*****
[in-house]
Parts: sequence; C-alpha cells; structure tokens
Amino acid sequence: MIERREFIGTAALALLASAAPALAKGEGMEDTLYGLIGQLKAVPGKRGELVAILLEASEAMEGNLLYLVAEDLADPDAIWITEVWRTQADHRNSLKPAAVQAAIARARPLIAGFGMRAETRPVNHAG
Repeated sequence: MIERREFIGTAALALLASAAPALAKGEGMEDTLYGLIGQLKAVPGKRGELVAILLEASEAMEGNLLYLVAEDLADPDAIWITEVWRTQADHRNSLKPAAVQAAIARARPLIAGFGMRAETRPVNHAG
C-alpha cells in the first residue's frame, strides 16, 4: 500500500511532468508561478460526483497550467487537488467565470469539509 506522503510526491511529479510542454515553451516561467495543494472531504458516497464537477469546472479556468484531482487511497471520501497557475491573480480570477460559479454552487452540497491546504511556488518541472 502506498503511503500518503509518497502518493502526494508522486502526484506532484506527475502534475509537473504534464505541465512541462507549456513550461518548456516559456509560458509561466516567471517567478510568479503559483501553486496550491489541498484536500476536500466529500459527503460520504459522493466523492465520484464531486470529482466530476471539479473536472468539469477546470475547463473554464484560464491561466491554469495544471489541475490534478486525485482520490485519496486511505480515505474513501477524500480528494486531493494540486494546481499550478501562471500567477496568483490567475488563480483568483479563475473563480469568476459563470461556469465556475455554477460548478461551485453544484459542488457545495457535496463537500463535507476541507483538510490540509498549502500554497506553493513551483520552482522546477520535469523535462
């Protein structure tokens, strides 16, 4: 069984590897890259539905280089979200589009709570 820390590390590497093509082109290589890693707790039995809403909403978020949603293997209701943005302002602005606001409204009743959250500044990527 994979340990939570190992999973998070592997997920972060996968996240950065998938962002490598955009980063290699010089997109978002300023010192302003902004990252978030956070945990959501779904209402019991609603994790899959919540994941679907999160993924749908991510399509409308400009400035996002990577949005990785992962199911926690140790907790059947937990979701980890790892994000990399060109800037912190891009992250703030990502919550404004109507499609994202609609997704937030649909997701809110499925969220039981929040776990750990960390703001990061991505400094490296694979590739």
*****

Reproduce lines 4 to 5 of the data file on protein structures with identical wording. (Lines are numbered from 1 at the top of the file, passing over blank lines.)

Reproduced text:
Repeated sequence: MIERREFIGTAALALLASAAPALAKGEGMEDTLYGLIGQLKAVPGKRGELVAILLEASEAMEGNLLYLVAEDLADPDAIWITEVWRTQADHRNSLKPAAVQAAIARARPLIAGFGMRAETRPVNHAG
C-alpha cells in the first residue's frame, strides 16, 4: 500500500511532468508561478460526483497550467487537488467565470469539509 506522503510526491511529479510542454515553451516561467495543494472531504458516497464537477469546472479556468484531482487511497471520501497557475491573480480570477460559479454552487452540497491546504511556488518541472 502506498503511503500518503509518497502518493502526494508522486502526484506532484506527475502534475509537473504534464505541465512541462507549456513550461518548456516559456509560458509561466516567471517567478510568479503559483501553486496550491489541498484536500476536500466529500459527503460520504459522493466523492465520484464531486470529482466530476471539479473536472468539469477546470475547463473554464484560464491561466491554469495544471489541475490534478486525485482520490485519496486511505480515505474513501477524500480528494486531493494540486494546481499550478501562471500567477496568483490567475488563480483568483479563475473563480469568476459563470461556469465556475455554477460548478461551485453544484459542488457545495457535496463537500463535507476541507483538510490540509498549502500554497506553493513551483520552482522546477520535469523535462